An Open Conversation about APIs

UPDATE FEBRUARY 2019: Read our "Update on HawkSoft's Partner API" letter here.

In September, HawkSoft gave in to a truly 21st century impulse: we engaged after being called out on Twitter.

Here’s the tweet:

 

Our twitter conversation
 

Our exchange was picked up by Shefi Ben-Hutta of Coverager, the phenomenal insurtech news site with an engaging nightly newsletter.

 

But… our reply had broken a cardinal rule set by software development teams. Never (ever!) talk dates. While the statement we made is mostly factual (more on "open API" below), the specifics are obfuscated by Twitter’s 140 character limit. This is what I aim to correct today.

 

This blog will start with the fundamentals: what is an API? What is an Open API? From there we will discuss what APIs mean to our insurance industry, how agencies can leverage them, and outline HawkSoft’s plans with API.

 

API vs. Open API

What is an API?

APIs are the cornerstone of modern software development. The acronym stands for “Application Programming Interface.” There are several excellent guides to what this means, but I’ll use my favorite by Carey Wodehouse of UpWork to quickly summarize what an API is. An API is “an interface the software uses to access whatever currency it needs: data, server software, or other applications.” Carey’s full breakdown is worth a read and her analogy of an API as an ATM can’t be topped.

 

I have an example you’re likely familiar with in HawkSoft, although I doubt you are aware it is an API. Have you ever entered a VIN# into our system only to have the vehicle Make, Model, and Year automatically flood the Vehicle Information screen? HawkSoft uses an API from VinLink to pull off that magic trick.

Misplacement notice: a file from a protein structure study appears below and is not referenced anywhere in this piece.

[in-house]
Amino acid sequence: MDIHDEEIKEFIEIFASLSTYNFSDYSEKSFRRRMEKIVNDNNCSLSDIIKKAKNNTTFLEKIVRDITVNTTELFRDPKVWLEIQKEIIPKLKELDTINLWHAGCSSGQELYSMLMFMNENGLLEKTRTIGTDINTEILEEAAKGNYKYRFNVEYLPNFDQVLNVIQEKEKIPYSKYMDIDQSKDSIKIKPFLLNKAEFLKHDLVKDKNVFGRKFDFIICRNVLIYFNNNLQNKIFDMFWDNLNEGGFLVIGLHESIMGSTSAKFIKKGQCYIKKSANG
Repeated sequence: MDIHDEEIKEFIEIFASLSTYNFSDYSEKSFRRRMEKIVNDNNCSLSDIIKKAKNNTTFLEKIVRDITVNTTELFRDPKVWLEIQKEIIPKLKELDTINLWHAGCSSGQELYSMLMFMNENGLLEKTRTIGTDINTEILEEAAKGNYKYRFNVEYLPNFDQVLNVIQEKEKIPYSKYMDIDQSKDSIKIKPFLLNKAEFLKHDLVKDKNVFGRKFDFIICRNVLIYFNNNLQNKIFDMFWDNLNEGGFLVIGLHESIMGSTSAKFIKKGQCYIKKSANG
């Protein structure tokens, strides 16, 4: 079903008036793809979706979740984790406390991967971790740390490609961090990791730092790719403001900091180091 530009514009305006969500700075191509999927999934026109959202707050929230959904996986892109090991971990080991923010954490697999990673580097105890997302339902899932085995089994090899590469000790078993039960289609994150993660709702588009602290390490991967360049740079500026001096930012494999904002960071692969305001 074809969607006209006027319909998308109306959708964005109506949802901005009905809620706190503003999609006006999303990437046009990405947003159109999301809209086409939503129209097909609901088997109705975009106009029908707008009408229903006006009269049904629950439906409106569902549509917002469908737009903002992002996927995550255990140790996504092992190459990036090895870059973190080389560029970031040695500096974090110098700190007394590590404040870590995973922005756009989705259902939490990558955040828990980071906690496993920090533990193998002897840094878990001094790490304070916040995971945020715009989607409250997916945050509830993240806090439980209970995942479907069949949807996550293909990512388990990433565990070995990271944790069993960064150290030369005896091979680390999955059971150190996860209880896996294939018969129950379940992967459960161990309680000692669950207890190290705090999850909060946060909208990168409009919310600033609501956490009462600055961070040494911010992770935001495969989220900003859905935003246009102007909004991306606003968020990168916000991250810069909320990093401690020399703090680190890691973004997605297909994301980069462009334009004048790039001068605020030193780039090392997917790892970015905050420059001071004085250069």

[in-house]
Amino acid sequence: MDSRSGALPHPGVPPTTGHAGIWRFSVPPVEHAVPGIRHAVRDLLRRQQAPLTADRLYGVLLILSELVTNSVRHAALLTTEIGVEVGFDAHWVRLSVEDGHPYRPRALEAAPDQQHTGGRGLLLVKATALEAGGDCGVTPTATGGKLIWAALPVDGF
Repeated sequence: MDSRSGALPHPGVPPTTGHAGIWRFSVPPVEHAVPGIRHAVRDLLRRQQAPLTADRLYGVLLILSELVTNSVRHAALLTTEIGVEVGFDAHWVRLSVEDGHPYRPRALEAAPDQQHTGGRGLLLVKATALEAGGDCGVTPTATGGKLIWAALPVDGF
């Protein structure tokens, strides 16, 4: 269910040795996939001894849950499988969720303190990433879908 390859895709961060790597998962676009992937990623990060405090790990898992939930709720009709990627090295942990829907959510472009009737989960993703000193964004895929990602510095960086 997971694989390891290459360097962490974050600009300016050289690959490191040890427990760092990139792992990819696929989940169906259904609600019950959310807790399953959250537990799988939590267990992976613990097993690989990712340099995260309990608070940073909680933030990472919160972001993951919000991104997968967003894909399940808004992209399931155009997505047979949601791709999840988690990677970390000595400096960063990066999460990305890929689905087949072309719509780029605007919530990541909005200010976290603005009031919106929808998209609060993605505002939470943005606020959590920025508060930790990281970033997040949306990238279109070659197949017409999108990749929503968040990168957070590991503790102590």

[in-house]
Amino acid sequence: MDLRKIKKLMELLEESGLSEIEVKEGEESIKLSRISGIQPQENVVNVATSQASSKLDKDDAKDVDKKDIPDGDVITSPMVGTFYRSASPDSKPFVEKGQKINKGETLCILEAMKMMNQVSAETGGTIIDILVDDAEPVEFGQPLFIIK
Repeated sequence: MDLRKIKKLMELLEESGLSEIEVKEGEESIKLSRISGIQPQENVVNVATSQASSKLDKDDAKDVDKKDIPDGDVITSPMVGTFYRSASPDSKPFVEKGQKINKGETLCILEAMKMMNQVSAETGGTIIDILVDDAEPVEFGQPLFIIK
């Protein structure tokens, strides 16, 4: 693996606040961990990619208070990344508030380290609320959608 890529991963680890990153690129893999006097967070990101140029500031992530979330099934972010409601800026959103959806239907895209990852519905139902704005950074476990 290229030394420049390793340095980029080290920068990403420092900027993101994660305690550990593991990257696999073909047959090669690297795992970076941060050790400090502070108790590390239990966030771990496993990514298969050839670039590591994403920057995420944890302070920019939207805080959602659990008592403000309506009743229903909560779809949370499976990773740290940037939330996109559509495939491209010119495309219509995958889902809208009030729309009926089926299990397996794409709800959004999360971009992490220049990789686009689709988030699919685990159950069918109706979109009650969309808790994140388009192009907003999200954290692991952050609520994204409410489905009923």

Let’s break down the ABCs of an API:

  • “A” is for Application: the application is the software, server, or database you want data from. In our example, the application is VinLink and its database of VIN# with corresponding vehicle details.
  • “P” is for Programming: the programming is work done by a software developer (or team) to access the application and exchange data using services. HawkSoft’s Development Team did the programming to make HawkSoft talk to VinLink.
  • “I” is for Interface: the interface is a protocol for (standard means of) exchanging data between two systems. This data is exchanged through the use of services defined by the application and called by the programming. VinLink’s API has a VIN Lookup service that HawkSoft calls on through the VIN# field. By entering a VIN# you tell the API to give vehicle information to HawkSoft.

 

HawkSoft wrote programming code to make HawkSoft CMS and VinLink talk to each other, which is triggered through the VIN# field when entering a vehicle’s information. That’s a HawkSoft feature enabled by an API, and you likely use it every day.

Tech Talk from Sean Hawkins: An interface is something that can be engaged with. It defines the interaction between two systems. A User Interface defines the interaction between the User and some other system such as the input screen on a database or a keypad on a security system. Similarly, a Programming Interface defines the interaction a programmer must interact with in order to access a system.

What is an “Open” API?

Technically speaking, HawkSoft already has an API. We call it the “Vendor API.” It is used by key strategic partners of HawkSoft to integrate their marketing tools and comparative raters. The Vendor API is not an Open API. Instead, it would be classified as a Private API. Let’s explore the difference with help from API Academy’s lesson on API Strategy:

  • “A private API is an interface that opens parts of an organization’s backend data and application functionality for use by developers…”
  • “An open API is an interface that has been designed to be easily accessible by the wider population of web and mobile developers.”